Biden said Friday that he wasn’t referring to “Warren as being an elitist.”

“I said the American people out there, they understand what's going on, and they don't like being instructed on what they should believe and what they don't believe."

Tom Steyer campaign aide resigns following accusations of payments for endorsements

DES MOINES, Iowa — Tom Steyer’s Iowa political director, Pat Murphy, has resigned in the wake of reports that he offered campaign contributions to local politicians in exchange for endorsing the billionaire's presidential candidacy.

"After the conclusion of an investigation alleging improper communications with elected officials in Iowa, Pat Murphy has offered his resignation from the campaign effective immediately," Steyer campaign manager Heather Hargreaves said in a statement Friday evening.   

“Our campaign policy is clear that we will not engage in this kind of activity, or any kind of communication that could be perceived as improper."

2020 Democratic Presidential hopeful US billionaire philanthropist Tom Steyer speaks on-stage during the Democratic National Committee's summer meeting in San Francisco on Aug. 23, 2019.Josh Edelson / AFP - Getty Images

In an interview with MSNBC earlier Friday, Steyer said such payments would not have been authorized by the campaign.

“Nothing like that has ever been authorized. Nothing like that ever would be authorized,” Steyer said, noting that he found out about the allegations “through the airwaves.”

While paying for endorsements is not strictly illegal, the action could violate campaign finance laws, if the payments were not disclosed. The Steyer campaign highlighted their policy that they would “not engage in this kind of activity, and anyone who does is not speaking for the campaign or does not know our policy.”

Earlier Friday morning, following a public endorsement from state Rep. Russell Ott, Steyer answered questions a media availability in St. Matthews, S.C., where he reinforced the message that his campaign was working to “make sure we understand exactly what happened.”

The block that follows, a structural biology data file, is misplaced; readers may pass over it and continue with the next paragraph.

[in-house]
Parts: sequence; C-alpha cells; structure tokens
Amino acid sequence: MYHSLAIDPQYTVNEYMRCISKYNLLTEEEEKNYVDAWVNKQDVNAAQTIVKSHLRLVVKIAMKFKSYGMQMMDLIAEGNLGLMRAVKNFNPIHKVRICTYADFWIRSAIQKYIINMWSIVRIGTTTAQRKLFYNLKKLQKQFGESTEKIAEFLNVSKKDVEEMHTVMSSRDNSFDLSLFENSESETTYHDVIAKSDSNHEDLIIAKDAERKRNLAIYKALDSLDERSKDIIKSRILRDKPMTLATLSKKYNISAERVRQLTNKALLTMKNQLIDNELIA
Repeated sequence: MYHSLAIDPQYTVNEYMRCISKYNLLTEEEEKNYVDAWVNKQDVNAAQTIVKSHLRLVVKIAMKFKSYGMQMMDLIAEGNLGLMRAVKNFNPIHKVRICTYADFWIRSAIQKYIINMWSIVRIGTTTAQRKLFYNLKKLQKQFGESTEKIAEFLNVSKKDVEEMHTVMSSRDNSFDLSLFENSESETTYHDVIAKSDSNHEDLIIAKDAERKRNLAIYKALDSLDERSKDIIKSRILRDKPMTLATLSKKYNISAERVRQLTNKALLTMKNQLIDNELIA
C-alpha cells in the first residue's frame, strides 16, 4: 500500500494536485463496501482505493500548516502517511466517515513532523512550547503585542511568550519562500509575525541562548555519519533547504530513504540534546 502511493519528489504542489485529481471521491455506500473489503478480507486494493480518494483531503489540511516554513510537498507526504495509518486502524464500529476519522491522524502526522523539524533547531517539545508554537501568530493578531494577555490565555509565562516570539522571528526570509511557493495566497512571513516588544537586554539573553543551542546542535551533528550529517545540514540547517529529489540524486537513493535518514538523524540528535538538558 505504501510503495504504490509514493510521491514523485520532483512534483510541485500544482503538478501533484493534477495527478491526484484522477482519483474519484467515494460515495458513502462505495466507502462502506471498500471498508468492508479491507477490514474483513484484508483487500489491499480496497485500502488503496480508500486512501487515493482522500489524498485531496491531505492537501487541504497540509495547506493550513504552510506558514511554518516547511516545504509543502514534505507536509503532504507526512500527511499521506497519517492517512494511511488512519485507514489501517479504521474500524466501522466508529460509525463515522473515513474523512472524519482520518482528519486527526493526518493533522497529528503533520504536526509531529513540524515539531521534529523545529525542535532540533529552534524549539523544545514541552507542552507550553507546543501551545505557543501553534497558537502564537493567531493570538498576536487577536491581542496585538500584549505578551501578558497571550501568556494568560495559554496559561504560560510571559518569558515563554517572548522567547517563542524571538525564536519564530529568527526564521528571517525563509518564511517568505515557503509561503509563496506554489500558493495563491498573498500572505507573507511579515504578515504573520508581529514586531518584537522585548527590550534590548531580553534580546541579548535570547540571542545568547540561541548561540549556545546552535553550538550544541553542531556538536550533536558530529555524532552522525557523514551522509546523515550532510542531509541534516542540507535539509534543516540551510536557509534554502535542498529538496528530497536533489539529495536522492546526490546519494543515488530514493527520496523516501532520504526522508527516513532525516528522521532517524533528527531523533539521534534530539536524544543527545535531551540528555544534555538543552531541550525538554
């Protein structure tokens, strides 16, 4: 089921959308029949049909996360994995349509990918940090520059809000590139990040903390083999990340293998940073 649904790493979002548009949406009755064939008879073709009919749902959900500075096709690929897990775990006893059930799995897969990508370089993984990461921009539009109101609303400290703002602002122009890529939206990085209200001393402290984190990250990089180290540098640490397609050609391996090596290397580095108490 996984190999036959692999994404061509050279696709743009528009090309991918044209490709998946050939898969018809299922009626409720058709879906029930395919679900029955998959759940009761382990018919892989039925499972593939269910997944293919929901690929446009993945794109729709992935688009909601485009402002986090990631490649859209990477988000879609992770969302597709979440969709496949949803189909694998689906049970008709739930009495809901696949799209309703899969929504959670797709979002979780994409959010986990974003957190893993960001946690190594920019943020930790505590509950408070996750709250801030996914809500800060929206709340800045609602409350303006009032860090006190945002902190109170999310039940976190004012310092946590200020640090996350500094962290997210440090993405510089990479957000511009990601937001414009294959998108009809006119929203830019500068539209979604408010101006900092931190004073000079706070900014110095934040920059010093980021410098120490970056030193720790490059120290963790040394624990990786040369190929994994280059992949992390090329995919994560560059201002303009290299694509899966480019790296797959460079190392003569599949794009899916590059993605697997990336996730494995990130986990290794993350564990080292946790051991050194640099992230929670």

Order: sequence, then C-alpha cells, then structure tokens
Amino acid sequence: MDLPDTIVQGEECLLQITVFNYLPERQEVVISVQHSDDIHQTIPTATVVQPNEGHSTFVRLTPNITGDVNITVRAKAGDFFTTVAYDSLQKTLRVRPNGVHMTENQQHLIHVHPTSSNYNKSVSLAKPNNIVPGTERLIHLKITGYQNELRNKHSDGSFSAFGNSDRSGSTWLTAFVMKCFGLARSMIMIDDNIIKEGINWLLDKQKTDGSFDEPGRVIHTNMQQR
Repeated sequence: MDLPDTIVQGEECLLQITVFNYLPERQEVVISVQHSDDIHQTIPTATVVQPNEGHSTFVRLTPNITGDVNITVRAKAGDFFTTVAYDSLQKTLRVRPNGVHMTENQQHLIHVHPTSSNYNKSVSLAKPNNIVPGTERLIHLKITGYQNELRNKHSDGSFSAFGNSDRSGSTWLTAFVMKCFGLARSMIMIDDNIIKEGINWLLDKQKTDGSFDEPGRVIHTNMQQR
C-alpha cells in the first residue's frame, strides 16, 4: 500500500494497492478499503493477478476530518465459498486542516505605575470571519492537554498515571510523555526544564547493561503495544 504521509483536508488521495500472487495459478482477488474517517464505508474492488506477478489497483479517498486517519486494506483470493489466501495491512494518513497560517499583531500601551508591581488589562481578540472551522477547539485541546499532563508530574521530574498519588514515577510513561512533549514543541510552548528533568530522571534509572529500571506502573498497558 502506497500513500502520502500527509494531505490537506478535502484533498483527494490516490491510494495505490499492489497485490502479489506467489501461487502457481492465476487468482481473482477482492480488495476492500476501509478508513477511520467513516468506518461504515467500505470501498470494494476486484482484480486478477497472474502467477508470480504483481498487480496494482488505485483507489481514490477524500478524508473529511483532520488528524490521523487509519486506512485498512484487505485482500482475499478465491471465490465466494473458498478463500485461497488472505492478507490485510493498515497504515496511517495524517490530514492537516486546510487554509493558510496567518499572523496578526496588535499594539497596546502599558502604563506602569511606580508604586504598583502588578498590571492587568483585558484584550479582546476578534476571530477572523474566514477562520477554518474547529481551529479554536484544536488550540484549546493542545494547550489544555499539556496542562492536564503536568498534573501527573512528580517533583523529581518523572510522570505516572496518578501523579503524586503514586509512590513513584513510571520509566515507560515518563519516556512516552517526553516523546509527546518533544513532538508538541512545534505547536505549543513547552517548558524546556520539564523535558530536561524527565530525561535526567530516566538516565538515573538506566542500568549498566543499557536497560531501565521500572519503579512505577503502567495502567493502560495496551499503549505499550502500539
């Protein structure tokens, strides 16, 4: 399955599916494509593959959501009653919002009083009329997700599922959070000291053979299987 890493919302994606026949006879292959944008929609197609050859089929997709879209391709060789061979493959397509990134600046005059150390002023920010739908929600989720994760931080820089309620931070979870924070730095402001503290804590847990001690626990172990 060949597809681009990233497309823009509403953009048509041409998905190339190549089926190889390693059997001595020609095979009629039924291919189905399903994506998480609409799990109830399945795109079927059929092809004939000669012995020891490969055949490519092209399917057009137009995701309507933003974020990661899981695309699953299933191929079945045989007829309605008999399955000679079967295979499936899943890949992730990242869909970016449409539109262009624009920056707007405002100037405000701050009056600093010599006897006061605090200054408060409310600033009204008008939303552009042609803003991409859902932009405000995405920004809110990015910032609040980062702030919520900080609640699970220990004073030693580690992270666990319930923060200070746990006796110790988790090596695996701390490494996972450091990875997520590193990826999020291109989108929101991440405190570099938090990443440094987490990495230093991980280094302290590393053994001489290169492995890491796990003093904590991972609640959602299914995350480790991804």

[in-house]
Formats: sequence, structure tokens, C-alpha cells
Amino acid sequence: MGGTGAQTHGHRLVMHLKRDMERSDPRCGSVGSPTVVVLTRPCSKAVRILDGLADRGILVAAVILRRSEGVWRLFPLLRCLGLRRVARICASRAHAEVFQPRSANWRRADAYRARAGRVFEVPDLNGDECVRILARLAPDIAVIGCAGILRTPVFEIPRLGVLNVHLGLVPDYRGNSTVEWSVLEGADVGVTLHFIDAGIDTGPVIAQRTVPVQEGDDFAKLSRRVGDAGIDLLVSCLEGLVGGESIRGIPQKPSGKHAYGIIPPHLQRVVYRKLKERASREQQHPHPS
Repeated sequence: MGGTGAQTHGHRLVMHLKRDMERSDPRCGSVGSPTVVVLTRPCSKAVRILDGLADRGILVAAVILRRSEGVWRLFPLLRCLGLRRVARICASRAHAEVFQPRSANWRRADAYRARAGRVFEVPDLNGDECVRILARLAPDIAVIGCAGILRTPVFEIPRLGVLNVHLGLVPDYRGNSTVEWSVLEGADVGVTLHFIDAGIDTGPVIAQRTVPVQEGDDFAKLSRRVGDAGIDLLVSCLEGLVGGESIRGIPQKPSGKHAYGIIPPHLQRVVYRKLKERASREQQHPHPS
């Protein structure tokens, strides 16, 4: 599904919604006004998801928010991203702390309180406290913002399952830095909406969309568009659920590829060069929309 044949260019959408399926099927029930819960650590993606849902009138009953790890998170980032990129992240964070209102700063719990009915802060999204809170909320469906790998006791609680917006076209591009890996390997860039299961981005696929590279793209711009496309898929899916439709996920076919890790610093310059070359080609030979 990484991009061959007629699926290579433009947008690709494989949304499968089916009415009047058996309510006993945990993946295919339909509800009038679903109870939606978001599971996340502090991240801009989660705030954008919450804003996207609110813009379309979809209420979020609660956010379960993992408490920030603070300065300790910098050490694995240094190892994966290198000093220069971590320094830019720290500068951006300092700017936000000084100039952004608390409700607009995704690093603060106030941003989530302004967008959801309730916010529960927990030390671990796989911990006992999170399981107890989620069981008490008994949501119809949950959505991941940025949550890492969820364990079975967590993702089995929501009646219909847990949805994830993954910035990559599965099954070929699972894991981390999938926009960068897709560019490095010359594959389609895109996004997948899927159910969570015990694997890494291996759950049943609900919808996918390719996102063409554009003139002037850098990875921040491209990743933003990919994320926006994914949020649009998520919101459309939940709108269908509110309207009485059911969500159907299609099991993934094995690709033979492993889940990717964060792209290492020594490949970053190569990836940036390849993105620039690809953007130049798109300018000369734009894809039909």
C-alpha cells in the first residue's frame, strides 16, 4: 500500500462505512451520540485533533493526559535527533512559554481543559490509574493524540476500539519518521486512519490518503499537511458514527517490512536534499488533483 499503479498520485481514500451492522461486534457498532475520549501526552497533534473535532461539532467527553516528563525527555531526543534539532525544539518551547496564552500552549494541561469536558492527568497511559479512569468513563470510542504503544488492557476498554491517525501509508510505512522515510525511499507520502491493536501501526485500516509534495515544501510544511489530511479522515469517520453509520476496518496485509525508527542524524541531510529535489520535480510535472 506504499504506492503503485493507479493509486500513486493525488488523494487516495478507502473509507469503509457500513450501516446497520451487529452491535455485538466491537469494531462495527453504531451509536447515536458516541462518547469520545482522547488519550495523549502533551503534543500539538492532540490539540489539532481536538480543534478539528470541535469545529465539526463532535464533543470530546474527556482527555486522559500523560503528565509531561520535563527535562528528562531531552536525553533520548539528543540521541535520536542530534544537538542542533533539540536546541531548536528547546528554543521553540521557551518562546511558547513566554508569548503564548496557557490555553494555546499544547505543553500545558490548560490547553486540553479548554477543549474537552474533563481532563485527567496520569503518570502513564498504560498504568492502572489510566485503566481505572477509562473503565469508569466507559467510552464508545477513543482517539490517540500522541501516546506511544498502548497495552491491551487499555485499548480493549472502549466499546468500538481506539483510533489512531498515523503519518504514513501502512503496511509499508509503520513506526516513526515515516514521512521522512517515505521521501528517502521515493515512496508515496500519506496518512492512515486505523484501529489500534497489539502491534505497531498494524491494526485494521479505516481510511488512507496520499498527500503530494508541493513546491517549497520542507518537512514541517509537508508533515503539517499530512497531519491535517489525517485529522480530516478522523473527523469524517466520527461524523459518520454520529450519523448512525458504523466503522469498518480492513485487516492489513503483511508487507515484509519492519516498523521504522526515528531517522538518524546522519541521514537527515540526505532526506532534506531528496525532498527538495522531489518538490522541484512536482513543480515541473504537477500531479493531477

“I can promise you we'll deal with the highest, we will make sure this campaign is run with the highest standards of integrity,” Steyer said.

In Iowa, Steyer has received just one endorsement, from former state Rep. Roger Thomas. Thomas confirmed to NBC News that he was never offered money in exchange for his support, and said, “I can positively assure you that I did not receive any compensation from Mr. Steyer or anyone involved in his campaign.”

The resignation of Murphy comes after one of Steyer’s South Carolina deputy state director, Dwane Sims, quit after it was discovered that he used access he had previously been granted while working for the South Carolina Democratic Party to download data about rival Sen. Kamala Harris' campaign.

“What I do know for sure is nothing, no information was ever used,” Steyer said at the same media availability Friday, adding that he called Harris and “left a message to say I'm sorry.” 

Joe Biden files for New Hampshire primary, clarifies comments on Elizabeth Warren

CONCORD, N.H. — Former Vice President Joe Biden officially filed for the New Hampshire primary Friday — marking the third time he has done so in his political career. 

Besides filing for himself in 2007, the second time he ran for president, Biden filed on behalf of then-President Barack Obama in his 2012 reelection bid. Biden ended his first presidential campaign in 1988 before filing for the New Hampshire primary.